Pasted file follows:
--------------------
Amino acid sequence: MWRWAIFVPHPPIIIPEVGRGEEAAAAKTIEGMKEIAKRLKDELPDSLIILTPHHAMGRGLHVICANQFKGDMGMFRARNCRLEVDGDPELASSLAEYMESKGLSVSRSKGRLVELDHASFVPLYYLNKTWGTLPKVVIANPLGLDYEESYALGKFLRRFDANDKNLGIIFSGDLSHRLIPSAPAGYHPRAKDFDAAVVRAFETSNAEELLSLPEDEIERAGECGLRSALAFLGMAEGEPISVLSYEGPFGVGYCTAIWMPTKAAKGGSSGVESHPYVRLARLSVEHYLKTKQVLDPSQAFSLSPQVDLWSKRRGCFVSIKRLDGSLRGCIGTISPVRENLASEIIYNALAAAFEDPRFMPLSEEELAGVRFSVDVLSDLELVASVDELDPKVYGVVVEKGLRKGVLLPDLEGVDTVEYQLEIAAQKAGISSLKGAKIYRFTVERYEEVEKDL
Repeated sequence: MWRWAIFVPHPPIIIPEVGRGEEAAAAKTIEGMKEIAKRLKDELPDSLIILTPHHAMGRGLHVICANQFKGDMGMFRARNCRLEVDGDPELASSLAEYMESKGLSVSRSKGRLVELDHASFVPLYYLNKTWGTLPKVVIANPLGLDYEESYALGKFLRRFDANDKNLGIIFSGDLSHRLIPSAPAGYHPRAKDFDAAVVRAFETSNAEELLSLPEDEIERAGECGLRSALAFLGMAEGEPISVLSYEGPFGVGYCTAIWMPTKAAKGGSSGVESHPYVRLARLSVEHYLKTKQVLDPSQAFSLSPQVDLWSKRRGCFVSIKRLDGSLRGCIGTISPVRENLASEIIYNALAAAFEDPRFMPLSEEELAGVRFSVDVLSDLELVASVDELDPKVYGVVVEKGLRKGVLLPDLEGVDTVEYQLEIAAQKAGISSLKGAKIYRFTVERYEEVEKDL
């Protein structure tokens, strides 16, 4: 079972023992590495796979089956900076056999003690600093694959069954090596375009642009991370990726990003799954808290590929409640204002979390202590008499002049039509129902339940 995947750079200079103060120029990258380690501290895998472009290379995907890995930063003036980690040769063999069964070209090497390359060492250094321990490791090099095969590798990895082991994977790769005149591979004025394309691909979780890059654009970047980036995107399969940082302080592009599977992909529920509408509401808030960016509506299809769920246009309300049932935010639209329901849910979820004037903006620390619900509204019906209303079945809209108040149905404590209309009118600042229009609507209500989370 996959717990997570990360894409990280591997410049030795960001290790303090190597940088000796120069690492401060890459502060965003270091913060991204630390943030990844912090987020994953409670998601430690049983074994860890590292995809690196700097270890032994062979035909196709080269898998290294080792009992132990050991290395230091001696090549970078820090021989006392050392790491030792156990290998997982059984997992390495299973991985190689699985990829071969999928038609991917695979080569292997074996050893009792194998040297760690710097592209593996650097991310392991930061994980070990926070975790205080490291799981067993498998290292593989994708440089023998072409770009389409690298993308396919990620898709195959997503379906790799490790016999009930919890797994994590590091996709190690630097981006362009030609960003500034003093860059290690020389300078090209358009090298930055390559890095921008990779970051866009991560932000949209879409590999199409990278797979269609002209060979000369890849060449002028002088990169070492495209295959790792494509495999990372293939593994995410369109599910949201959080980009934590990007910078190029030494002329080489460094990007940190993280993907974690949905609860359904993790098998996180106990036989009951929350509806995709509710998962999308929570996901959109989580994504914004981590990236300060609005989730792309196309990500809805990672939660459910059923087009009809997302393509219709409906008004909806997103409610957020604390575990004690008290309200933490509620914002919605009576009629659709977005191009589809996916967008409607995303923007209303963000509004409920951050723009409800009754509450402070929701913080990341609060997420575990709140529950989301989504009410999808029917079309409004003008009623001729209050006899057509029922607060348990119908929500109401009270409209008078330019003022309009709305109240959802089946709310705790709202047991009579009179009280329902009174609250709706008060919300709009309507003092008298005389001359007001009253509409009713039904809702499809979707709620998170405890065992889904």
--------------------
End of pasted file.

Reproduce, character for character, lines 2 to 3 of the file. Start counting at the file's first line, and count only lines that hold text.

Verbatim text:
Repeated sequence: MWRWAIFVPHPPIIIPEVGRGEEAAAAKTIEGMKEIAKRLKDELPDSLIILTPHHAMGRGLHVICANQFKGDMGMFRARNCRLEVDGDPELASSLAEYMESKGLSVSRSKGRLVELDHASFVPLYYLNKTWGTLPKVVIANPLGLDYEESYALGKFLRRFDANDKNLGIIFSGDLSHRLIPSAPAGYHPRAKDFDAAVVRAFETSNAEELLSLPEDEIERAGECGLRSALAFLGMAEGEPISVLSYEGPFGVGYCTAIWMPTKAAKGGSSGVESHPYVRLARLSVEHYLKTKQVLDPSQAFSLSPQVDLWSKRRGCFVSIKRLDGSLRGCIGTISPVRENLASEIIYNALAAAFEDPRFMPLSEEELAGVRFSVDVLSDLELVASVDELDPKVYGVVVEKGLRKGVLLPDLEGVDTVEYQLEIAAQKAGISSLKGAKIYRFTVERYEEVEKDL
């Protein structure tokens, strides 16, 4: 079972023992590495796979089956900076056999003690600093694959069954090596375009642009991370990726990003799954808290590929409640204002979390202590008499002049039509129902339940 995947750079200079103060120029990258380690501290895998472009290379995907890995930063003036980690040769063999069964070209090497390359060492250094321990490791090099095969590798990895082991994977790769005149591979004025394309691909979780890059654009970047980036995107399969940082302080592009599977992909529920509408509401808030960016509506299809769920246009309300049932935010639209329901849910979820004037903006620390619900509204019906209303079945809209108040149905404590209309009118600042229009609507209500989370 996959717990997570990360894409990280591997410049030795960001290790303090190597940088000796120069690492401060890459502060965003270091913060991204630390943030990844912090987020994953409670998601430690049983074994860890590292995809690196700097270890032994062979035909196709080269898998290294080792009992132990050991290395230091001696090549970078820090021989006392050392790491030792156990290998997982059984997992390495299973991985190689699985990829071969999928038609991917695979080569292997074996050893009792194998040297760690710097592209593996650097991310392991930061994980070990926070975790205080490291799981067993498998290292593989994708440089023998072409770009389409690298993308396919990620898709195959997503379906790799490790016999009930919890797994994590590091996709190690630097981006362009030609960003500034003093860059290690020389300078090209358009090298930055390559890095921008990779970051866009991560932000949209879409590999199409990278797979269609002209060979000369890849060449002028002088990169070492495209295959790792494509495999990372293939593994995410369109599910949201959080980009934590990007910078190029030494002329080489460094990007940190993280993907974690949905609860359904993790098998996180106990036989009951929350509806995709509710998962999308929570996901959109989580994504914004981590990236300060609005989730792309196309990500809805990672939660459910059923087009009809997302393509219709409906008004909806997103409610957020604390575990004690008290309200933490509620914002919605009576009629659709977005191009589809996916967008409607995303923007209303963000509004409920951050723009409800009754509450402070929701913080990341609060997420575990709140529950989301989504009410999808029917079309409004003008009623001729209050006899057509029922607060348990119908929500109401009270409209008078330019003022309009709305109240959802089946709310705790709202047991009579009179009280329902009174609250709706008060919300709009309507003092008298005389001359007001009253509409009713039904809702499809979707709620998170405890065992889904």